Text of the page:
Registration Dossier

Administrative data

Description of key information

Acute toxicity, oral: LD50 > 5000mg/kg bw

Acute toxicity, inhalation: LC50 > 6,82mg/L (MMAD=1.55 µm, GSD=1.70 µm)

Acute toxicity, dermal: Conduct of an acute dermal toxicity study is unjustified as inhalation of the substance is considered as major route of exposure and physicochemical properties and dermal absorption data of the substance do not suggest a significant rate of absorption through the skin (cf. Annex VIII section 8.5 Column 2 of regulation (EC) 1907/2006).

Key value for chemical safety assessment

Acute toxicity: via oral route

Link to relevant study records

Referenceopen allclose all

Endpoint:
acute toxicity: oral
Type of information:
experimental study
Adequacy of study:
weight of evidence
Reliability:
2 (reliable with restrictions)
Rationale for reliability incl. deficiencies:
other: GLP-Guideline study, however basic data of test item (purity, stability) are missing.
Qualifier:
according to
Guideline:
OECD Guideline 401 (Acute Oral Toxicity)
Qualifier:
according to
Guideline:
EU Method B.1 (Acute Toxicity (Oral))
GLP compliance:
yes
Test type:
standard acute method
Limit test:
yes
Species:
rat
Strain:
Sprague-Dawley
Sex:
male/female
Details on test animals and environmental conditions:
TEST ANIMALS
- Source: Charles River (UK)
- Age at study initiation: 8-12 weeks
- Weight at study initiation: 227-243 g (males) and 200-214 g (females)
- Fasting period before study:
- Housing: The animals were housed in groups of up to 5 by sex in solid-floor polypropylene cages furnished with woodflakes.
- Diet: ad libitum; with the exception of an overnight fast immediately before dosing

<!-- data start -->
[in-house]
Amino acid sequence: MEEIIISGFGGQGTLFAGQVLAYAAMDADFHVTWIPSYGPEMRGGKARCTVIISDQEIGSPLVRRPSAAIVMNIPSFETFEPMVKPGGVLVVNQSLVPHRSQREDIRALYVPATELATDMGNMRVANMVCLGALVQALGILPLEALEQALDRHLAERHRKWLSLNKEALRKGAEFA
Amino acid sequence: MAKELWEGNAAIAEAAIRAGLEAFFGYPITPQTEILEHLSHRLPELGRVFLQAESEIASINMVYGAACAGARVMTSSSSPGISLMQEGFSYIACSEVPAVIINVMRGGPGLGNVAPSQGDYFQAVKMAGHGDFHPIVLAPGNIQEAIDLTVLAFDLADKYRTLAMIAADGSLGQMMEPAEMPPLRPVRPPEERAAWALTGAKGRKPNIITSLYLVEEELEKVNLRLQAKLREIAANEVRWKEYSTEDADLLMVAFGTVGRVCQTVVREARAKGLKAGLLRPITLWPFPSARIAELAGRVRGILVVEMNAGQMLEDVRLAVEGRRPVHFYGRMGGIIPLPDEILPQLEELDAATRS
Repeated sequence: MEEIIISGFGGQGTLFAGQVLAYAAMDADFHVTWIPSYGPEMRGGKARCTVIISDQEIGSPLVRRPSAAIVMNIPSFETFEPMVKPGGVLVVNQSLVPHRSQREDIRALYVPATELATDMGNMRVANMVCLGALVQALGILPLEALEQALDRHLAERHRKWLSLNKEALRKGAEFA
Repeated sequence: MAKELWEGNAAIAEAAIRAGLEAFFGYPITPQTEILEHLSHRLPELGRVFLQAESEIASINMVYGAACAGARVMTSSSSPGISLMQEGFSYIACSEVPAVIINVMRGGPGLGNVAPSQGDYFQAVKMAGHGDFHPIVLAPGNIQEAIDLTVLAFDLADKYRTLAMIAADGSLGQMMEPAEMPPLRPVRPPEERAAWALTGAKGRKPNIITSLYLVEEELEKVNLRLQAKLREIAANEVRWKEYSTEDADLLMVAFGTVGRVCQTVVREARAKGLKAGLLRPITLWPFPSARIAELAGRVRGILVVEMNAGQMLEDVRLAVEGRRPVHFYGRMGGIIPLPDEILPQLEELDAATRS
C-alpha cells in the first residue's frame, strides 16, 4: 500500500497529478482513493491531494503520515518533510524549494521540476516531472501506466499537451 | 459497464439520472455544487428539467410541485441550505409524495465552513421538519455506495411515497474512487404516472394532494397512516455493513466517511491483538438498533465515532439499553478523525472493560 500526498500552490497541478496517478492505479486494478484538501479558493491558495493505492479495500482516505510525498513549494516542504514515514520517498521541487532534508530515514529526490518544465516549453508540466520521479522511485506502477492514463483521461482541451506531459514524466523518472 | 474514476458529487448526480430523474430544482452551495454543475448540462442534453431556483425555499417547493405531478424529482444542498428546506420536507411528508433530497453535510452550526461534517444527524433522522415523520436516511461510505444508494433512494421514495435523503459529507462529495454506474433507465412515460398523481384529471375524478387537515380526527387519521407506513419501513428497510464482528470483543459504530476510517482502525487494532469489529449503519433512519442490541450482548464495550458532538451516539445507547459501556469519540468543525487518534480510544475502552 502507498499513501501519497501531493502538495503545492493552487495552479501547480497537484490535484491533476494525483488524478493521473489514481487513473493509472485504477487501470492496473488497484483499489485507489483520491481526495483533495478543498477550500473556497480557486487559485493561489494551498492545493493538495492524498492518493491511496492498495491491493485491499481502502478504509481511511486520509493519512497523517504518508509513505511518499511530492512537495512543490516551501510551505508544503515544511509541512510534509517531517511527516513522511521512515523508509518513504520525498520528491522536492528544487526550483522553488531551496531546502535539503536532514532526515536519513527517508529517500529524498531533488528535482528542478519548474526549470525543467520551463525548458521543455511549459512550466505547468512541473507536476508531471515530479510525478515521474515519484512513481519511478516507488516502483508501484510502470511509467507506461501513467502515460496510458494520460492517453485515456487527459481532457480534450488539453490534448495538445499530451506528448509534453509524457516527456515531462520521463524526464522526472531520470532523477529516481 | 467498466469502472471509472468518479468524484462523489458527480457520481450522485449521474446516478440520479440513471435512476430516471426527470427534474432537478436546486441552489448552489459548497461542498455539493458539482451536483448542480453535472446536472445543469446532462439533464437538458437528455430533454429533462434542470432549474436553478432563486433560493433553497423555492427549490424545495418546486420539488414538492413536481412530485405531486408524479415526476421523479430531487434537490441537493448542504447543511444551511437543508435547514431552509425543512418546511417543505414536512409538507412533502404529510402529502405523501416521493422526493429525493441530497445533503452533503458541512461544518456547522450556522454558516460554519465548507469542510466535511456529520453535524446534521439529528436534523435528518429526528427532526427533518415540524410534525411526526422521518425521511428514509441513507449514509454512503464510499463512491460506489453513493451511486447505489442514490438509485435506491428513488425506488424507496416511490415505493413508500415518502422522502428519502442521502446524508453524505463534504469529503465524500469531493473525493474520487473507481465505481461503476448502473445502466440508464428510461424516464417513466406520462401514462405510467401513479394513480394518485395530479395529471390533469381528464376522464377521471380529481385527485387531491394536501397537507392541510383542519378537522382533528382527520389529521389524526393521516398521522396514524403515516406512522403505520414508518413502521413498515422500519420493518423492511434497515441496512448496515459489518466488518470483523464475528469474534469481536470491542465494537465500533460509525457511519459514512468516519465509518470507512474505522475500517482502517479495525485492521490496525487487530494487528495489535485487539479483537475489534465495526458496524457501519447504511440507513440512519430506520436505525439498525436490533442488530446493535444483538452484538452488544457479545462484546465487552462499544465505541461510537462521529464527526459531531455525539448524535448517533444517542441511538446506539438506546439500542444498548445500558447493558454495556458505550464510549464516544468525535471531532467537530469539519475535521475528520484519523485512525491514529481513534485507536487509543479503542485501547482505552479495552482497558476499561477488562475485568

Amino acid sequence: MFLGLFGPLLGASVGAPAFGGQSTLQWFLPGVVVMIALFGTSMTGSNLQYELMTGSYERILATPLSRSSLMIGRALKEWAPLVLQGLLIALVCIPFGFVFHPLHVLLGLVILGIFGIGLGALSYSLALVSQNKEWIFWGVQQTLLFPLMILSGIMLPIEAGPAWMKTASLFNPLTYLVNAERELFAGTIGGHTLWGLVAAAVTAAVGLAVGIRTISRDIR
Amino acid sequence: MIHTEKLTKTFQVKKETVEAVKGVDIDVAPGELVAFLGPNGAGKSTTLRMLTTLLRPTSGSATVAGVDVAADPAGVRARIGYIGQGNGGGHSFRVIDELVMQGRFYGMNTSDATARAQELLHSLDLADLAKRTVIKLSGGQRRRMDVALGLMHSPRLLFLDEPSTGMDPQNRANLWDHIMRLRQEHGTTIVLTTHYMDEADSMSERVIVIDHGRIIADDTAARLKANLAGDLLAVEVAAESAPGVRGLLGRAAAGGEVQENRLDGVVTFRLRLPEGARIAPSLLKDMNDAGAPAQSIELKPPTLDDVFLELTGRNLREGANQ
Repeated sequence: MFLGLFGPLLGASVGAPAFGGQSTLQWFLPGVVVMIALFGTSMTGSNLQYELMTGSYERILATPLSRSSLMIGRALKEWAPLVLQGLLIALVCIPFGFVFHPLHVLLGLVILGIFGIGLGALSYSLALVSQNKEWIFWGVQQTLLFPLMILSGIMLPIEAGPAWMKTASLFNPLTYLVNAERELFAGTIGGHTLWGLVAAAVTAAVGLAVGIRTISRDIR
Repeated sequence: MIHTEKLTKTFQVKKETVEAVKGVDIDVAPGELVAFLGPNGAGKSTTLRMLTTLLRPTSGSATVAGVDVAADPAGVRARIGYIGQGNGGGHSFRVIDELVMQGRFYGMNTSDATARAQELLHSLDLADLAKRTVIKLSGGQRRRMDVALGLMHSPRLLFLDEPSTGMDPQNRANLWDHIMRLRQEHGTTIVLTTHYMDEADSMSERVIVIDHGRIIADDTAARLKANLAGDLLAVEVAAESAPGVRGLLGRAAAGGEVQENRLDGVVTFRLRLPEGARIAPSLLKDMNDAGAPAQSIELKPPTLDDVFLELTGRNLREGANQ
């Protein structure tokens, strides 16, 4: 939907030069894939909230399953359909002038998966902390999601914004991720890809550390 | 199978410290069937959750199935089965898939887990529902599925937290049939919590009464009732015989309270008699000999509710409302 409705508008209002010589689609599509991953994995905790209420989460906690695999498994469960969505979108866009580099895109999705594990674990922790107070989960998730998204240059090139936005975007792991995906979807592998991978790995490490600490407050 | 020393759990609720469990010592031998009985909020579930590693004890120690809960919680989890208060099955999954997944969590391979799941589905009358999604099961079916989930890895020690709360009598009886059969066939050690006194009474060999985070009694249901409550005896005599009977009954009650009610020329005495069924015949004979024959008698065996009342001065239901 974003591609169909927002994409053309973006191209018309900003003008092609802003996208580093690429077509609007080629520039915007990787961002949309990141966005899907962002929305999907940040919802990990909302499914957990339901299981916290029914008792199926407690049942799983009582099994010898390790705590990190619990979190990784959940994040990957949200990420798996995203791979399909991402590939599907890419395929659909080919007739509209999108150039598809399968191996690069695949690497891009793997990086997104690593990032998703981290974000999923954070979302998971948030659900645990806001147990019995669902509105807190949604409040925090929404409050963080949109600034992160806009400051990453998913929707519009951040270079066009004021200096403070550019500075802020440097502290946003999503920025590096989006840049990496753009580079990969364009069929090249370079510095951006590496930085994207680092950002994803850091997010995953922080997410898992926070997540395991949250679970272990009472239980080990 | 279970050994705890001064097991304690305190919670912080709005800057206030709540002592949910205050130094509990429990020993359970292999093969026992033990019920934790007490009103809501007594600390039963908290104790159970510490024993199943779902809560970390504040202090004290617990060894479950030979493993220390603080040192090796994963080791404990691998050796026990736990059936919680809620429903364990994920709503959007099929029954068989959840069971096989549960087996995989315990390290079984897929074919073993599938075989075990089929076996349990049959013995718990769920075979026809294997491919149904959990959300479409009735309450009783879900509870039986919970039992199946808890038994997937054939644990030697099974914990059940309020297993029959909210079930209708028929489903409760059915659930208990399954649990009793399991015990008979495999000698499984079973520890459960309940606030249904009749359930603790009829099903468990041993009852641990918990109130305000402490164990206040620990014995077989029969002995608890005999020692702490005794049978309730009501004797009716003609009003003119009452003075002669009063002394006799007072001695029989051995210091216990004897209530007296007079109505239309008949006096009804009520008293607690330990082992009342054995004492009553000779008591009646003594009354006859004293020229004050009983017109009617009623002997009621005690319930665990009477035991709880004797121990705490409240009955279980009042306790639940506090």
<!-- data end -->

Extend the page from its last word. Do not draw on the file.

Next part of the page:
- Water: ad libitum
- Acclimation period: 5 days

ENVIRONMENTAL CONDITIONS
- Temperature (°C): 19-22
- Humidity (%): 50-56
- Air changes (per hr): 15
- Photoperiod: 12 hours dark/light cycle
Route of administration:
oral: gavage
Vehicle:
arachis oil
Details on oral exposure:
The volume administered to each animal was calculated according to its fasted body weight at the time of dosing.
Doses:
Based on the results of a range-finding study a group of animals was treated as follows:
Dose level: 2000 mg/kg
Concentration: 200 mg/ml
Dose volume: 10 ml/kg
No. of animals per sex per dose:
5 males and 5 females
Control animals:
not specified
Details on study design:
The animals were observed for deaths or overt signs of toxicity 0.5, 1, 2 and 4 hours after dosing and subsequently once daily for 14 days. Individual body weights were recorded prior dosing on day 0 and on days 7 and 14. At the end of the study the animals were killed and subjected to gross pathological examination. This consisted of an external examination and opening of the abdominal and thoracic carvities for examination of major organs. The appearance of any macroscopic abnormalities was recoded. No tissues were retained.
Statistics:
no data
Preliminary study:
There were no daeths or clinical signs of toxicity. Based on this information, a dose level of 2000 mg/kg body weight was selected for the main study.
Sex:
male/female
Dose descriptor:
LD50
Effect level:
> 2 000 mg/kg bw
Mortality:
There were no deaths
Clinical signs:
No signs of systemic toxicity were noted during the study.
Body weight:
All animals showed an expected gain in body weight during the study.
Gross pathology:
No abnormalities were noted at necropsy.
Other findings:
no
Interpretation of results:
practically nontoxic